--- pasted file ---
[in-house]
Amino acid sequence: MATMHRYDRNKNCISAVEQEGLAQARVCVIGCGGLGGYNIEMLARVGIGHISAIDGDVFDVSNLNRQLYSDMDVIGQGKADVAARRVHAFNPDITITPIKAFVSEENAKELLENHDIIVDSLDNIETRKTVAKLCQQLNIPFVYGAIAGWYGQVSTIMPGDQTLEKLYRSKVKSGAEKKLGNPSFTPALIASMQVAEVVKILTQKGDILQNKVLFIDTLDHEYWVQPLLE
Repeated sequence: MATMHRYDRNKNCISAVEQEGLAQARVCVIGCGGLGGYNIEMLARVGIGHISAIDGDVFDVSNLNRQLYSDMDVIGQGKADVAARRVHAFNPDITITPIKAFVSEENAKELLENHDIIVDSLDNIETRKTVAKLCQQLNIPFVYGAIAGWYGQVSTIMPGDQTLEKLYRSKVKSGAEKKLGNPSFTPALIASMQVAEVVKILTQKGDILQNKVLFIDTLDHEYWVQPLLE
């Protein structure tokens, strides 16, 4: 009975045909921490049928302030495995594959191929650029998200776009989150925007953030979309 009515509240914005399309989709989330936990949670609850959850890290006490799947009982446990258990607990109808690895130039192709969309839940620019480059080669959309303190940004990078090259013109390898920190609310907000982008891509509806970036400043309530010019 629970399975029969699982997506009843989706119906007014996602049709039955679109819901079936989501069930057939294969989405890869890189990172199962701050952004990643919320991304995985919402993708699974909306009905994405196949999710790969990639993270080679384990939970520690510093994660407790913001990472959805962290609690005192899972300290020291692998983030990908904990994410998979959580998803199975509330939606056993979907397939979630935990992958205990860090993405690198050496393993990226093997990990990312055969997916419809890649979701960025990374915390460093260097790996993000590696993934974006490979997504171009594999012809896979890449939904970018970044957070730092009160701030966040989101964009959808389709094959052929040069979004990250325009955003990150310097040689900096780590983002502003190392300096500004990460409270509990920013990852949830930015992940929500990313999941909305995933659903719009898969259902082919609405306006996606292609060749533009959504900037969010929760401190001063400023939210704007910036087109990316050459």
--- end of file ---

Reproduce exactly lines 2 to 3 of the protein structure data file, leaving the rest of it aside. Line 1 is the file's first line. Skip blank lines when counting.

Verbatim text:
Amino acid sequence: MATMHRYDRNKNCISAVEQEGLAQARVCVIGCGGLGGYNIEMLARVGIGHISAIDGDVFDVSNLNRQLYSDMDVIGQGKADVAARRVHAFNPDITITPIKAFVSEENAKELLENHDIIVDSLDNIETRKTVAKLCQQLNIPFVYGAIAGWYGQVSTIMPGDQTLEKLYRSKVKSGAEKKLGNPSFTPALIASMQVAEVVKILTQKGDILQNKVLFIDTLDHEYWVQPLLE
Repeated sequence: MATMHRYDRNKNCISAVEQEGLAQARVCVIGCGGLGGYNIEMLARVGIGHISAIDGDVFDVSNLNRQLYSDMDVIGQGKADVAARRVHAFNPDITITPIKAFVSEENAKELLENHDIIVDSLDNIETRKTVAKLCQQLNIPFVYGAIAGWYGQVSTIMPGDQTLEKLYRSKVKSGAEKKLGNPSFTPALIASMQVAEVVKILTQKGDILQNKVLFIDTLDHEYWVQPLLE